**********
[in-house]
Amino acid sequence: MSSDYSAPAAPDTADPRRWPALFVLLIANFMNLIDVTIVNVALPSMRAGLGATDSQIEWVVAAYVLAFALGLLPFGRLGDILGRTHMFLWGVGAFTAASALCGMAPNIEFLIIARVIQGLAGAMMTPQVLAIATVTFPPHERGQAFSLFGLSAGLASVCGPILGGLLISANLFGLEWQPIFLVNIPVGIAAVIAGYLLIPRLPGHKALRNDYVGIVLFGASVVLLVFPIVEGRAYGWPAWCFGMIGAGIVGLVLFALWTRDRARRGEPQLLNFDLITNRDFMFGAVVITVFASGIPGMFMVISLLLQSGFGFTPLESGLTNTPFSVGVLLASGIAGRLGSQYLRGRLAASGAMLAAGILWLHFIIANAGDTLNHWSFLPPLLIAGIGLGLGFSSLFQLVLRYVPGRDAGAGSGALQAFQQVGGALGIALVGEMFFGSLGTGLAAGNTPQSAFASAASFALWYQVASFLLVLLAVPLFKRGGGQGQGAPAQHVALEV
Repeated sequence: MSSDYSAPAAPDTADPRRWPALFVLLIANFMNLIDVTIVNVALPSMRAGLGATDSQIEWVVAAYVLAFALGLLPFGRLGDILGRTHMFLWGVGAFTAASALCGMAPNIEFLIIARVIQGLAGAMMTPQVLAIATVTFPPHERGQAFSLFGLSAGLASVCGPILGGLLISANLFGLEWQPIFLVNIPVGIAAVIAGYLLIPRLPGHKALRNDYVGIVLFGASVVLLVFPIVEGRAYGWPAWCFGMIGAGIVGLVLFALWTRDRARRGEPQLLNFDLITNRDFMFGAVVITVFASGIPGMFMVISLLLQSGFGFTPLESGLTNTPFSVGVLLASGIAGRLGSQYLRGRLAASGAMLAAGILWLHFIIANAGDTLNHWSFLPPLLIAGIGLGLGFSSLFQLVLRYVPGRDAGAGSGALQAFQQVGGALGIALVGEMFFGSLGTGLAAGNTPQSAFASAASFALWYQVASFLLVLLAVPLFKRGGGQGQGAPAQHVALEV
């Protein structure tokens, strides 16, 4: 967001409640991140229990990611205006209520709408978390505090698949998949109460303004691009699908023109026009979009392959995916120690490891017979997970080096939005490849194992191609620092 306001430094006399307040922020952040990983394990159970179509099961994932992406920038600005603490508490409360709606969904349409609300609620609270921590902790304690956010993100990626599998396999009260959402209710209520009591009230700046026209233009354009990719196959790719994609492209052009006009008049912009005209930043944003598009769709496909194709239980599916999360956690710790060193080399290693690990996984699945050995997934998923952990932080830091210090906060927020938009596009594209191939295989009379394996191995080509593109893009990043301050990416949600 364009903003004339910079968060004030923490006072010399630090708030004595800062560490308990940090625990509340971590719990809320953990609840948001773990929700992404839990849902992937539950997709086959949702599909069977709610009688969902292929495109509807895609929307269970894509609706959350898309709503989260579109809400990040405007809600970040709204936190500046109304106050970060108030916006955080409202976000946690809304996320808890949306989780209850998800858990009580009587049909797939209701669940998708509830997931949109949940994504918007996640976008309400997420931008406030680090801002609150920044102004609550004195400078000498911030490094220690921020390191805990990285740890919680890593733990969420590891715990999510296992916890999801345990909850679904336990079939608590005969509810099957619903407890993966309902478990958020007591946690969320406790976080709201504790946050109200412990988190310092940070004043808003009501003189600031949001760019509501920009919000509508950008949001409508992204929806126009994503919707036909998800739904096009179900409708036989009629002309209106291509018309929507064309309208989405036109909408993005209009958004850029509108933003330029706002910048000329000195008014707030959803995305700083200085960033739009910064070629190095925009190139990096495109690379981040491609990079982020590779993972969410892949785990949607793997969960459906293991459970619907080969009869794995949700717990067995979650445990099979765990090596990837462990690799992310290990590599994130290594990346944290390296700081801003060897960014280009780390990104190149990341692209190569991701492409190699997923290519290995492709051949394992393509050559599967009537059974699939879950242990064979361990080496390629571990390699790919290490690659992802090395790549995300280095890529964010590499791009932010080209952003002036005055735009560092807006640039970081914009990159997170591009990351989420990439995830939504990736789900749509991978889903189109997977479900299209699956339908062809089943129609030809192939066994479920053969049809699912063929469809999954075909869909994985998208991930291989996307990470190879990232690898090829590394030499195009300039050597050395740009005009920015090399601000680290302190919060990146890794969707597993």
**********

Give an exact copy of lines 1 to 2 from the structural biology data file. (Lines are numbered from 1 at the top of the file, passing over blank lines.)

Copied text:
[in-house]
Amino acid sequence: MSSDYSAPAAPDTADPRRWPALFVLLIANFMNLIDVTIVNVALPSMRAGLGATDSQIEWVVAAYVLAFALGLLPFGRLGDILGRTHMFLWGVGAFTAASALCGMAPNIEFLIIARVIQGLAGAMMTPQVLAIATVTFPPHERGQAFSLFGLSAGLASVCGPILGGLLISANLFGLEWQPIFLVNIPVGIAAVIAGYLLIPRLPGHKALRNDYVGIVLFGASVVLLVFPIVEGRAYGWPAWCFGMIGAGIVGLVLFALWTRDRARRGEPQLLNFDLITNRDFMFGAVVITVFASGIPGMFMVISLLLQSGFGFTPLESGLTNTPFSVGVLLASGIAGRLGSQYLRGRLAASGAMLAAGILWLHFIIANAGDTLNHWSFLPPLLIAGIGLGLGFSSLFQLVLRYVPGRDAGAGSGALQAFQQVGGALGIALVGEMFFGSLGTGLAAGNTPQSAFASAASFALWYQVASFLLVLLAVPLFKRGGGQGQGAPAQHVALEV